Reading about the anger stoked by Karl Rove’s plan to go dove hunting reminded me of a recent oped by Vicki Haddock in the Chronicle, where she explores why animals sometimes receive more sympathy than people. A few anecdotes from the story are telling, and so totally California:
…football star Michael Vick pleaded not guilty to criminal charges after authorities raiding his home found 66 angry dogs, a dog-fighting pit and bloodstained carpets. An indictment claims that losing dogs were drowned, hanged and shot, or soaked and electrocuted.
Also last week, an 8-week-old rescued kitten named Adam underwent skin grafting at a Sonoma County animal hospital after having been caged and deliberately set on fire. Two 15-year-old girls stand charged with felony animal cruelty.
In both cases, as in other notorious incidents of animal cruelty, public outrage has been fierce — so much so that it almost seems to outpace our empathy for human affliction.
Meanwhile, thousands of dollars are cascading in from around the globe to help pay for Adam’s grueling recovery. The staff at the Animal Hospital in Cotati has been overwhelmed with well-wishers.
It’s worth asking why animal victims sometimes evoke our emotions more than human ones.
(Recall the case of the mountain lion that attacked jogger Barbara Schoener jogging in El Dorado County. After authorities killed the cougar, donations to find a home for the cougar’s orphaned cub were running more than double what people pledged to a trust fund for Schoener’s children, until the national press trumpeted the irony.)[This has been debunked, thanks TTT!]
Similarly, some Santa Rosa residents are wondering why a wounded kitten triggered a greater outpouring than the killing of a 16-year-old boy in the same Apple Valley neighborhood last year. A reward was issued on behalf of the feline victim, not the human one. And the cost of kitten Adam’s care could nourish a village of Sudanese children.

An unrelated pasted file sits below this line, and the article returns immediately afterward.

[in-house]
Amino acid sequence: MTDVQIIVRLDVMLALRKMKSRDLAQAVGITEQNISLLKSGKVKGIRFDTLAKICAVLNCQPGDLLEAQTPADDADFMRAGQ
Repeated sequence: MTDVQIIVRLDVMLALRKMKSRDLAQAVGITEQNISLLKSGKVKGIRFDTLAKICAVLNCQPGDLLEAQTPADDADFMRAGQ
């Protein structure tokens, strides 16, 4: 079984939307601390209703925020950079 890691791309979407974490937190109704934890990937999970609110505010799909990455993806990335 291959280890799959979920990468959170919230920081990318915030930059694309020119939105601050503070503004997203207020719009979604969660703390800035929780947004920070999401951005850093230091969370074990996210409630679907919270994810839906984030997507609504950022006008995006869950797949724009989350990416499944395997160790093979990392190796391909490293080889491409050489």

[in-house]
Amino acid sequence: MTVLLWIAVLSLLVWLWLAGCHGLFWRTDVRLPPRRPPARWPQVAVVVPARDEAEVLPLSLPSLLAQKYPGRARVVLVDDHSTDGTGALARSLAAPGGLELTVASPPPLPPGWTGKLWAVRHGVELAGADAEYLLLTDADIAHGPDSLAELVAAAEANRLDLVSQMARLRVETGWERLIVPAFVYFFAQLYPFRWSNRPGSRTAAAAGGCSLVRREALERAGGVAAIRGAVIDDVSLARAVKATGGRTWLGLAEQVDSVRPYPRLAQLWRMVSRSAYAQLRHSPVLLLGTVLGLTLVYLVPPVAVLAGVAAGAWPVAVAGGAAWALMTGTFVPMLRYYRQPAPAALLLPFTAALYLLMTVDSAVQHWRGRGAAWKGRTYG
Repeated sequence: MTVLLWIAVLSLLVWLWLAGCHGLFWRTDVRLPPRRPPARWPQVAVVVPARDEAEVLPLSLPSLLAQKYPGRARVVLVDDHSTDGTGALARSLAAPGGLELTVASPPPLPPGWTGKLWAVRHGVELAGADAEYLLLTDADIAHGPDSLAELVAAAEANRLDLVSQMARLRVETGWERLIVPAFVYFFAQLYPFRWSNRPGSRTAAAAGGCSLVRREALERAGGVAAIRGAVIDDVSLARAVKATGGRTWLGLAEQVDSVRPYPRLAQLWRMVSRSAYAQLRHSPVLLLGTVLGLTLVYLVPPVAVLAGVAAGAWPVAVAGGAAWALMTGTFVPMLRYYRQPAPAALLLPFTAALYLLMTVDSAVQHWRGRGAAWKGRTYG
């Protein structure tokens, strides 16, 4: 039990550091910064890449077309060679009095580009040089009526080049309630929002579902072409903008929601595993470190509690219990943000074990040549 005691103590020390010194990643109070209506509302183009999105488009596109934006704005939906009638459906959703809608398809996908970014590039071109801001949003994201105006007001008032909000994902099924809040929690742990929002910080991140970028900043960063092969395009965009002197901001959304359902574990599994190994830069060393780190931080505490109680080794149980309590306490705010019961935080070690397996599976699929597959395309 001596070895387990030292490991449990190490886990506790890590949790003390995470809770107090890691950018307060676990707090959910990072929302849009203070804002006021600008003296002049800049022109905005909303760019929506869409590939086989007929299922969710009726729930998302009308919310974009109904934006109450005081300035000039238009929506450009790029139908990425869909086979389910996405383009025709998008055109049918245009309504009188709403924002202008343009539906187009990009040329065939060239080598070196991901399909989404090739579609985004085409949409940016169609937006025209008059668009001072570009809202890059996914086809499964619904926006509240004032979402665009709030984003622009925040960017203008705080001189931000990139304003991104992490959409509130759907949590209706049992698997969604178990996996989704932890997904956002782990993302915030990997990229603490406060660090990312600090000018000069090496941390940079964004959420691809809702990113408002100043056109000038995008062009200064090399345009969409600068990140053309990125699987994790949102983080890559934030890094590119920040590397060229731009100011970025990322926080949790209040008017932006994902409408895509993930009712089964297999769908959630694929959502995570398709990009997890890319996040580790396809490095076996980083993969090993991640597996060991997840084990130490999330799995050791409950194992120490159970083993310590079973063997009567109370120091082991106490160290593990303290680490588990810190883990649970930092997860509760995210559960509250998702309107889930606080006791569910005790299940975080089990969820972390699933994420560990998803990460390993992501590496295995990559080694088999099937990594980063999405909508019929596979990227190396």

She goes on to discuss the various forces at play–pampering pets, the replacement of children with pets, animals’ helplessness, anthropomorphism, the link between cruelty to animals in childhood and adult sociopathy. But I think this is the best explanation:
One is practically theological. We tend to regard animals as pure, blameless, sinless — and thus lacking responsibility, however unfortunate their fates. Mahatma Gandhi, a vegetarian who famously contended that a nation’s morality could be judged by the way its animals are treated, observed “the more helpless a creature, the more entitled to protection by man from the cruelty of man.”
Researchers have found that when humans suffer abuse or tragedy, the rest of us subconsciously look for ways to distinguish our situations from theirs as a way of tamping down our own anxieties.
Thus we rationalize that a crime victim shouldn’t have ventured into a certain neighborhood at a certain time, or consorted with people of ill-repute, or been careless about locking their doors, or dabbled in drugs — whatever might have jacked up their risk of jeopardy.
We simply don’t play the same “blame game” with animals.